With crude oil and gasoline prices at high levels, it makes sense to look for alternatives. President Bush seems convinced that ethanol is the best solution to our energy problems. Ethanol certainly has a lot going for it. Most importantly, it is relatively easy to manufacture automobile engines that can run on high ethanol-content fuel.
But like gasoline, ethanol comes with its own share of problems. For example, it isn't as efficient as gasoline. As a result, it takes more ethanol than gasoline to drive the same number of miles. Also, growing demand for ethanol is pushing up food prices all over the world. This is because today's ethanol is made from sugar or corn. Both products are widely used in all kinds of foods. President Bush says we should make ethanol from switch grass, but that's not so easy.
So in the end, will we be trading our dependence on expensive gasoline for even more expensive ethanol? In order to protect U.S. farmers, our government taxes ethanol imports, but can the U.S. even make enough ethanol to meet its expected needs? And what will happen when those tariffs are eventually reduced or eliminated? Instead of being dependent on the Organization of Petroleum Exporting Countries (OPEC), will we become dependent on a new Organization of Ethanol Exporting Countries (OEEC)?
I'm not saying we should not use any ethanol. Ethanol certainly will help reduce our reliance on oil and gasoline. That's a good thing. But I am saying that ethanol by itself is not the answer. What we really need are technologies that allow us to drive more miles at a lower cost. One way to achieve that is with more fuel-efficient cars. Don't get me wrong. I am not in favor of government mandates that dictate how many miles per gallon cars must get. Rather, I prefer market forces. Let gasoline rise to $4 or $5 per gallon and we will quickly see new solutions. In my opinion, the best solution in the near term is the plug-in hybrid vehicle. Since most people drive less than 50 miles a day, a car that can go that far on electricity before having to switch over to gasoline will significantly reduce our appetite for foreign oil.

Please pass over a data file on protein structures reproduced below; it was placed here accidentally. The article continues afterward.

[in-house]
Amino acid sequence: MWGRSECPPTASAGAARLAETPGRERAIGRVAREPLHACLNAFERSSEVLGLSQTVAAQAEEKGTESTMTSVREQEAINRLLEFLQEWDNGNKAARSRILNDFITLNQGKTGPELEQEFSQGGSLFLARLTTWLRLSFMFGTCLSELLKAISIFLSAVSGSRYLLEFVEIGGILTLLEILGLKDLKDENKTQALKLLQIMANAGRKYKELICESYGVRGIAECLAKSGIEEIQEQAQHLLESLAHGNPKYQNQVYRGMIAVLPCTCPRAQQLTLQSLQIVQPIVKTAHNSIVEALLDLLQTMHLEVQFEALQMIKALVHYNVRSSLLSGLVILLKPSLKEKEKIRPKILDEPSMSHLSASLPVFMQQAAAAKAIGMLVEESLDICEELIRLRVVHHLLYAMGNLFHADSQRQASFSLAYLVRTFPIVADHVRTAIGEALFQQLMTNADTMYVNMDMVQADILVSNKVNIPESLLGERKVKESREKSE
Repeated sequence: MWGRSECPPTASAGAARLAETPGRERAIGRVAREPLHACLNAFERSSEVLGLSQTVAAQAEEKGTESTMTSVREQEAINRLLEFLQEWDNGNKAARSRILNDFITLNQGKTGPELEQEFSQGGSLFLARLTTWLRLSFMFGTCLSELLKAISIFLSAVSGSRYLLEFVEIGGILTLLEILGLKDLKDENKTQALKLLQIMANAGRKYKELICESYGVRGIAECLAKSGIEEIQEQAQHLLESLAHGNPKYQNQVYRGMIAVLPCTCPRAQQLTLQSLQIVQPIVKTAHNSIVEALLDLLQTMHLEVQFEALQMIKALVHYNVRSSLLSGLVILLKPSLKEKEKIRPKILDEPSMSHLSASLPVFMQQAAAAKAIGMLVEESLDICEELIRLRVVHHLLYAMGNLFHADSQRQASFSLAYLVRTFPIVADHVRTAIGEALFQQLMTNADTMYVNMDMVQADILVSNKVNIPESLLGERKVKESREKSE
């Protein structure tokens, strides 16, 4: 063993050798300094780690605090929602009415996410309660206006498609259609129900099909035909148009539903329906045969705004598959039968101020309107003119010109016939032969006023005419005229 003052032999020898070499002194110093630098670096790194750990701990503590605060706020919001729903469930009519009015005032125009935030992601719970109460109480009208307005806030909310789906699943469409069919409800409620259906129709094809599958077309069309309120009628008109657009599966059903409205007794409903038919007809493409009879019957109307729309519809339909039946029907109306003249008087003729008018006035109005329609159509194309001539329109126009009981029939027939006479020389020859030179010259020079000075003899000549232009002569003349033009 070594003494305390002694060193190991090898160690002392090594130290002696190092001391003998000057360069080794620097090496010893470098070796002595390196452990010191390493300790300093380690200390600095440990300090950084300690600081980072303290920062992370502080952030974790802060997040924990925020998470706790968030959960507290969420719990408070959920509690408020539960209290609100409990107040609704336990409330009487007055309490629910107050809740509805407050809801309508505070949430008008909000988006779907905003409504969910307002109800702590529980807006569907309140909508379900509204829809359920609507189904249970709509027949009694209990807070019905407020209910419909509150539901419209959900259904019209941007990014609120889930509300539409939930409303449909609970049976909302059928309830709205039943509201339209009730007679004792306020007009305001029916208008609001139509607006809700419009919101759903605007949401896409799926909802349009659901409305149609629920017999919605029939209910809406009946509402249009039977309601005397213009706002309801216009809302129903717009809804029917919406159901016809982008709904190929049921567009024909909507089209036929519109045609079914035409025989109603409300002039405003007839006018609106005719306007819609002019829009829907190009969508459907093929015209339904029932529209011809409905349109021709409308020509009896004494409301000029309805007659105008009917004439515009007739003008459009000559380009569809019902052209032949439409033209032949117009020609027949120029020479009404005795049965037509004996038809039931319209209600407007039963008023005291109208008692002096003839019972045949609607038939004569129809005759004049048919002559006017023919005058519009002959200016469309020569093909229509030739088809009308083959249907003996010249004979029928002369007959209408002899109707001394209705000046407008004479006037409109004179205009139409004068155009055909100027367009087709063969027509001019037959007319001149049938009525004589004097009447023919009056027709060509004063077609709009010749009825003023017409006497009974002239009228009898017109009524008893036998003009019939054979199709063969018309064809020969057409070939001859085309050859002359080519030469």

Of course, a more immediate solution is to drive smarter. The last time gasoline prices topped $3 per gallon, demand actually fell. That's because people took matters into their own hands. Many who own gas guzzling SUVs also own more fuel-efficient passenger cars. They parked the SUV and drove the car. Some started car-pooling. Others began using public transportation. Those who couldn't do these things began planning better to minimize the number of miles driven.
Unfortunately, when people respond in this manner and demand falls, gasoline prices also fall. After a while, people notice the lower prices and revert to their old ways. Demand rises again and so do prices. We end up in a vicious cycle. If we really want to get serious about energy conservation, perhaps it is time to consider a floor on gasoline prices. This is a solution many economists favor, but you certainly won't find any politicians talking about it.